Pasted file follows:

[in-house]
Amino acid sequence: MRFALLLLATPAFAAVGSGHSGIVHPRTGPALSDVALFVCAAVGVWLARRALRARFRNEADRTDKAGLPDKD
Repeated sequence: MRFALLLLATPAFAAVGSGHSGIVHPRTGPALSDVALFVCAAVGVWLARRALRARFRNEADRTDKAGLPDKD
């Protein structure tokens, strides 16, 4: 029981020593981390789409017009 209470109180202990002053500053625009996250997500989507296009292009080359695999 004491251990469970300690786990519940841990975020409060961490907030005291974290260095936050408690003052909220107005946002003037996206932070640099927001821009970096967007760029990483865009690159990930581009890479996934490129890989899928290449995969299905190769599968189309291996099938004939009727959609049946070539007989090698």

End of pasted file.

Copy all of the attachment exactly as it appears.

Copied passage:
[in-house]
Amino acid sequence: MRFALLLLATPAFAAVGSGHSGIVHPRTGPALSDVALFVCAAVGVWLARRALRARFRNEADRTDKAGLPDKD
Repeated sequence: MRFALLLLATPAFAAVGSGHSGIVHPRTGPALSDVALFVCAAVGVWLARRALRARFRNEADRTDKAGLPDKD
């Protein structure tokens, strides 16, 4: 029981020593981390789409017009 209470109180202990002053500053625009996250997500989507296009292009080359695999 004491251990469970300690786990519940841990975020409060961490907030005291974290260095936050408690003052909220107005946002003037996206932070640099927001821009970096967007760029990483865009690159990930581009890479996934490129890989899928290449995969299905190769599968189309291996099938004939009727959609049946070539007989090698």